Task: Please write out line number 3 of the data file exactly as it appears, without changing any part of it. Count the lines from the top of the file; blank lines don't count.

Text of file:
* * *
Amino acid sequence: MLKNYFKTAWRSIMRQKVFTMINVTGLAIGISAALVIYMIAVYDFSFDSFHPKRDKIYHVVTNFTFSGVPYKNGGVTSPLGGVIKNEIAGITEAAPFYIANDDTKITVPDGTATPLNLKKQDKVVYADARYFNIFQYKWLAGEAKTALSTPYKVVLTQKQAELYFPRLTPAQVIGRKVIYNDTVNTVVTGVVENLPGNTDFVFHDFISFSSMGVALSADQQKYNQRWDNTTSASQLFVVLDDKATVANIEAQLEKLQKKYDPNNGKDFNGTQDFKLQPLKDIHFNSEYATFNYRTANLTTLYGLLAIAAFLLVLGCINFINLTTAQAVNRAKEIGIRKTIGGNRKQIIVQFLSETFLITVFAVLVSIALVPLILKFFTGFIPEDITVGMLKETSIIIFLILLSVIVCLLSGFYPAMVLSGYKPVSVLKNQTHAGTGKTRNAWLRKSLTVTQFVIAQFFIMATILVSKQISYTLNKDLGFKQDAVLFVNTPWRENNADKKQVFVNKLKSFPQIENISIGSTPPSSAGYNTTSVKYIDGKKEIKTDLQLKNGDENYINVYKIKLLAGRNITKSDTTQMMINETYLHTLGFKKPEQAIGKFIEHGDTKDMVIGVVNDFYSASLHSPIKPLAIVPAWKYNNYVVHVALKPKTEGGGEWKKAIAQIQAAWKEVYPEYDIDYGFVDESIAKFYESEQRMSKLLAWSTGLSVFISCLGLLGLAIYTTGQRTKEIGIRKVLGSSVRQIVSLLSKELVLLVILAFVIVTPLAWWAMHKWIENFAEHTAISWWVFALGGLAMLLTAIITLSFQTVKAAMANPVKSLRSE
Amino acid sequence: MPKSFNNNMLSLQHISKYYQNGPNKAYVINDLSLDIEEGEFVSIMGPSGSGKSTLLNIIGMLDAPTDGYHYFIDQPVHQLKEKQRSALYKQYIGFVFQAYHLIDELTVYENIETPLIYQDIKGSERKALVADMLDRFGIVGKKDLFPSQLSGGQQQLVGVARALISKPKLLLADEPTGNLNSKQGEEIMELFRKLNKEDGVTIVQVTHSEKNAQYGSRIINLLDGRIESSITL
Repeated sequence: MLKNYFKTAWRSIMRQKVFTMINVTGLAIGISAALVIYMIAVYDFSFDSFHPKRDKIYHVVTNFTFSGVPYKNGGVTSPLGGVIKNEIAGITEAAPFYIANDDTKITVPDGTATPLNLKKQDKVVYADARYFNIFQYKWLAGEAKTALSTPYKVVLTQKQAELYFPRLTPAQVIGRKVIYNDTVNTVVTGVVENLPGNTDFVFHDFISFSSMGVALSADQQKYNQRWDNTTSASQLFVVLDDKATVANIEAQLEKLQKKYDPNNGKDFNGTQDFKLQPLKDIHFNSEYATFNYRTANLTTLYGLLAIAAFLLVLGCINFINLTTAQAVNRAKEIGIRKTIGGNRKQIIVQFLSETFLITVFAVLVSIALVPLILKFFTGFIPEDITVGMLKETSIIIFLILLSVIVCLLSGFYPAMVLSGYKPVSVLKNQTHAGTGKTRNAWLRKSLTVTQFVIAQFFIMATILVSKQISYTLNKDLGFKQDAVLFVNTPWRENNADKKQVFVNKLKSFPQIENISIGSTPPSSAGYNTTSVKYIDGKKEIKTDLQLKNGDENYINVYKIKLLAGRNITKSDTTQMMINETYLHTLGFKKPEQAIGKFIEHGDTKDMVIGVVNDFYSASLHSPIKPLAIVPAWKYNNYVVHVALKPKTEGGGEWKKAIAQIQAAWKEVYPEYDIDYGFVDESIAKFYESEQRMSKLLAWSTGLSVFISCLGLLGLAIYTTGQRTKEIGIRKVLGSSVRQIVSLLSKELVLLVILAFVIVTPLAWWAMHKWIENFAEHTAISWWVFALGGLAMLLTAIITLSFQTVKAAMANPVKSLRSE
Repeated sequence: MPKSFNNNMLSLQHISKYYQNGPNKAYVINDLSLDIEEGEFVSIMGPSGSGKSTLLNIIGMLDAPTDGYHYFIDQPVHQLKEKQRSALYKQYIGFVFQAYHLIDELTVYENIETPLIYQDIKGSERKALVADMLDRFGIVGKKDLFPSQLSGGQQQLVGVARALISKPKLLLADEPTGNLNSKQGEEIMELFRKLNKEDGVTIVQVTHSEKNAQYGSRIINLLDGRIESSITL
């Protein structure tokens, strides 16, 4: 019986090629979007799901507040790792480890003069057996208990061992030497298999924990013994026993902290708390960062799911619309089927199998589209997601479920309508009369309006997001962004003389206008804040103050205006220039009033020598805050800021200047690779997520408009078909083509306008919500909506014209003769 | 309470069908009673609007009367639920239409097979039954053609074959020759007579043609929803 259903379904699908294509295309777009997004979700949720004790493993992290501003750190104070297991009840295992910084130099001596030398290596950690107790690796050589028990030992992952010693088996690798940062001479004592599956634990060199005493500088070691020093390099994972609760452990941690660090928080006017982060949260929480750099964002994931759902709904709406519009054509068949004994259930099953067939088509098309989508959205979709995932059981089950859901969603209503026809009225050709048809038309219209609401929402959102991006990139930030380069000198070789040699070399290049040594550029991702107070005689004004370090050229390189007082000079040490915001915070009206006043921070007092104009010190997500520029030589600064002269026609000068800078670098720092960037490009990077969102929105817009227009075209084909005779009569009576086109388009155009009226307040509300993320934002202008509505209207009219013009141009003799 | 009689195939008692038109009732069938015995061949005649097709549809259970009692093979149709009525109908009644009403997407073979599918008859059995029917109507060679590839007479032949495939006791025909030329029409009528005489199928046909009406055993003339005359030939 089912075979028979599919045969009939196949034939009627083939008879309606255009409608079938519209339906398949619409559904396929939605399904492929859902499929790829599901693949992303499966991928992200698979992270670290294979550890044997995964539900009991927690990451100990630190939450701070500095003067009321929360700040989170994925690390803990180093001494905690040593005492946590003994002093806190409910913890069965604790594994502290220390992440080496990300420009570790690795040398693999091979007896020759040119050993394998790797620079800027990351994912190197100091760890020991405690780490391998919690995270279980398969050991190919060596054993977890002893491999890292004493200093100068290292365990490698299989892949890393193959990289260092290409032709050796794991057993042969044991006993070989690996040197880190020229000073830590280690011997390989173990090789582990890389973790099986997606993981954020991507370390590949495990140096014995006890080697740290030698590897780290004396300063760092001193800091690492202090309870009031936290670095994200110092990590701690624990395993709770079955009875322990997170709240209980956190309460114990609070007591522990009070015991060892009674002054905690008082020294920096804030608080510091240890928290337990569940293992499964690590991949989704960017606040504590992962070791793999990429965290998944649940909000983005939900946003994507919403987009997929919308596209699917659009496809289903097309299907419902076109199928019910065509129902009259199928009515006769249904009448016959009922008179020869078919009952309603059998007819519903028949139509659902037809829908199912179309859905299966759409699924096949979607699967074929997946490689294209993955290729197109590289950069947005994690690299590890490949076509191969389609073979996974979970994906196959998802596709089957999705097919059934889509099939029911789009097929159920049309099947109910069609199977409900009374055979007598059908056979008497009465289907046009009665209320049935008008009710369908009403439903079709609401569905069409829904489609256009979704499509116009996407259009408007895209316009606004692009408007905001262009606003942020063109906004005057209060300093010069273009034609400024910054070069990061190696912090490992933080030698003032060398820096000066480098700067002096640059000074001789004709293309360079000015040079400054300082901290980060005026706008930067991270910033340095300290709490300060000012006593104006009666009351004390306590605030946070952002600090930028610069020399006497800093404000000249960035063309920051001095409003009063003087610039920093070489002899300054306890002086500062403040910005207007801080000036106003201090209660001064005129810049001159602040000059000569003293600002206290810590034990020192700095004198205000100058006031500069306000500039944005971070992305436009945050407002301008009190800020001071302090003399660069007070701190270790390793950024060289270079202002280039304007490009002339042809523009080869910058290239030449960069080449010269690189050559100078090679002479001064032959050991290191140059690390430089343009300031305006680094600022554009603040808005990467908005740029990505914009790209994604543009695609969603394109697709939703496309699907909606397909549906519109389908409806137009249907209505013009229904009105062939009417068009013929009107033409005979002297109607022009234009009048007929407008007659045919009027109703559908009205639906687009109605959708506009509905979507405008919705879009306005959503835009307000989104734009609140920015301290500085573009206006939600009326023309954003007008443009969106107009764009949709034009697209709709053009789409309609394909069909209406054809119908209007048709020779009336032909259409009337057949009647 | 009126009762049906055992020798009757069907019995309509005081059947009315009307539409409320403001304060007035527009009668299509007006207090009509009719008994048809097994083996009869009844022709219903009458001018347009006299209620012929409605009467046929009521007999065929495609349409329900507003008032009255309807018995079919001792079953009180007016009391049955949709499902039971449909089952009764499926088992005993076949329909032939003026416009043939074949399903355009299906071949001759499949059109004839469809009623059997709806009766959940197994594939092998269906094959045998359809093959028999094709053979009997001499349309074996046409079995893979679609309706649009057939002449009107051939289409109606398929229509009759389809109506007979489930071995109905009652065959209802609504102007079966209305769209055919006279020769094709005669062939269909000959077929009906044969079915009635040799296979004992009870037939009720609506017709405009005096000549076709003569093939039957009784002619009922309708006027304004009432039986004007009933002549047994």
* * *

Repeated sequence: MLKNYFKTAWRSIMRQKVFTMINVTGLAIGISAALVIYMIAVYDFSFDSFHPKRDKIYHVVTNFTFSGVPYKNGGVTSPLGGVIKNEIAGITEAAPFYIANDDTKITVPDGTATPLNLKKQDKVVYADARYFNIFQYKWLAGEAKTALSTPYKVVLTQKQAELYFPRLTPAQVIGRKVIYNDTVNTVVTGVVENLPGNTDFVFHDFISFSSMGVALSADQQKYNQRWDNTTSASQLFVVLDDKATVANIEAQLEKLQKKYDPNNGKDFNGTQDFKLQPLKDIHFNSEYATFNYRTANLTTLYGLLAIAAFLLVLGCINFINLTTAQAVNRAKEIGIRKTIGGNRKQIIVQFLSETFLITVFAVLVSIALVPLILKFFTGFIPEDITVGMLKETSIIIFLILLSVIVCLLSGFYPAMVLSGYKPVSVLKNQTHAGTGKTRNAWLRKSLTVTQFVIAQFFIMATILVSKQISYTLNKDLGFKQDAVLFVNTPWRENNADKKQVFVNKLKSFPQIENISIGSTPPSSAGYNTTSVKYIDGKKEIKTDLQLKNGDENYINVYKIKLLAGRNITKSDTTQMMINETYLHTLGFKKPEQAIGKFIEHGDTKDMVIGVVNDFYSASLHSPIKPLAIVPAWKYNNYVVHVALKPKTEGGGEWKKAIAQIQAAWKEVYPEYDIDYGFVDESIAKFYESEQRMSKLLAWSTGLSVFISCLGLLGLAIYTTGQRTKEIGIRKVLGSSVRQIVSLLSKELVLLVILAFVIVTPLAWWAMHKWIENFAEHTAISWWVFALGGLAMLLTAIITLSFQTVKAAMANPVKSLRSE